Researchers scoured Tasmania searching for evidence the Tasmania Tiger still exists and will use its findings to better protect the 2,000-year-old animal’s existence.
With its characteristic black stripes and medium-to-large-size dog frame, the Tasmanian tiger, which became extinct in the 20th century, might actually still be roaming down under. After residents of Tasmania reported sighting of the carnivorous marsupial, two British researchers from the Center for Fortean Zoology set out to explore the Australian state.
Dating back 2,000 years before it became extinct, the Tasmanian tiger, or thylacine—greek for “dog-headed pouched one”—used to roamed continental Australia, Tasmania and New Guinea. After it went extinct in Australia, the Tasmanian tiger continued to thrive in Tasmania—an island off the southern coast of Australia. But it is believed that once Europeans settled on the island, the animal quickly became extinct as many were hunted for fur and shot by farmers for attacking their sheep.
And all that remained of the elusive animal in recent years were isolated sightings by residents in Tasmania.
But The Center for Fortean Zoology, based out of Devon, U.K., dedicates its time and research in cryptozoology, or the study of unknown animals. And with not much known about the Tasmanian tiger, this animal ranks as the Center’s “most wanted.”
While the evidence of the sightings weren’t very strong from blurry cell phone pictures and poor video footage, the team, which is comprised of two British researchers, Chris Clark and Richard Freeman, an expedition leader, Mike Williams, and his expedition members, “committed to this expedition” because they believe there is much evidence that the Tasmanian tiger still exists. The two British researchers, Clark and Freeman, have had a great deal of experience searching for anacondas in Africa and Indonesia, according to the U.K. website MailOnline.com. So the team began roaming the Tasmanian dense forests in two powerful four-wheel-drive vehicles and was equipped with high-quality cameras, powerful binoculars and high-definition video camera set on the vehicles’ dashboards.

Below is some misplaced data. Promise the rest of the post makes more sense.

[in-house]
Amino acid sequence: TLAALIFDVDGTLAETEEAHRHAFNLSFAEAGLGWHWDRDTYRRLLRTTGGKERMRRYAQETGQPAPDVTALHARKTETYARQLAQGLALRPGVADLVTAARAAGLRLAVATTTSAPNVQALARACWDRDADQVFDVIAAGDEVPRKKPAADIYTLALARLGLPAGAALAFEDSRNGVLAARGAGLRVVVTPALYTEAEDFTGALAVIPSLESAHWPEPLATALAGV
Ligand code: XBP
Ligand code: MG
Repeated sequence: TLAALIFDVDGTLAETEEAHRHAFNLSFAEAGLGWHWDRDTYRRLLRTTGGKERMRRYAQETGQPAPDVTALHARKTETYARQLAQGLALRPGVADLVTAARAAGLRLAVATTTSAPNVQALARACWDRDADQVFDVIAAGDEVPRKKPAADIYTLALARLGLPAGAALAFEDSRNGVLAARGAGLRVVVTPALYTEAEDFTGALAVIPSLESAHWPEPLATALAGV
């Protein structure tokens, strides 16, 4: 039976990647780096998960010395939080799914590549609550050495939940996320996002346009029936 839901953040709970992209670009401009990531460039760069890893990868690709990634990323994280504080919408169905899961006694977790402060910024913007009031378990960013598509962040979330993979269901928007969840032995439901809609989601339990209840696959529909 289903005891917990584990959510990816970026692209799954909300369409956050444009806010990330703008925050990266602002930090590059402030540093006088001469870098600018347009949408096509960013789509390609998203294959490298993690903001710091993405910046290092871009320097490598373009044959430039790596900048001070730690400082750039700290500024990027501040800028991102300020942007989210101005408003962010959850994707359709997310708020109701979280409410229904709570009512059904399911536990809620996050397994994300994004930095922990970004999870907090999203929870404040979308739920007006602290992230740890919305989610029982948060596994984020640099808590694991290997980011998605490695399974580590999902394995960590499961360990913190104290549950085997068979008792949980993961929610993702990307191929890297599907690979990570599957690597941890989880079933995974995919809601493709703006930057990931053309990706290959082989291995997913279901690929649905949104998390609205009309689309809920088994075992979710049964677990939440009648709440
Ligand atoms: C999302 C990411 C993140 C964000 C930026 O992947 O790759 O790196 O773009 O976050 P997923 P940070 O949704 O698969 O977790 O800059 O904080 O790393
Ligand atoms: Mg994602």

“This is very serious and we’re putting aside all the other crazy things like Bigfoot hunts and concentrating very much on getting the first convincing evidence that the Tasmanian tiger still exists,” Mike Williams, the team’s leader said, according to MailOnline.
One week into the trip and the team of British researchers already found what they believe to be the animal’s feces, which was collected and sent away for DNA analysis, according to The Guardian. While government wildlife rangers and other credible witnesses confirmed seeing the animal in broad daylight, the team has yet to see a Tasmanian tiger for themselves. But the team is baited and set up camera traps. Freeman said, “it’s only been up for a week, though, and it can take months.”
While the animal is still listed as extinct, Freeman said there is “no conclusive evidence” and rather believes the contrary that he is planning return trips to the dense forests of Tasmania in order to prove science wrong, according to The Guardian.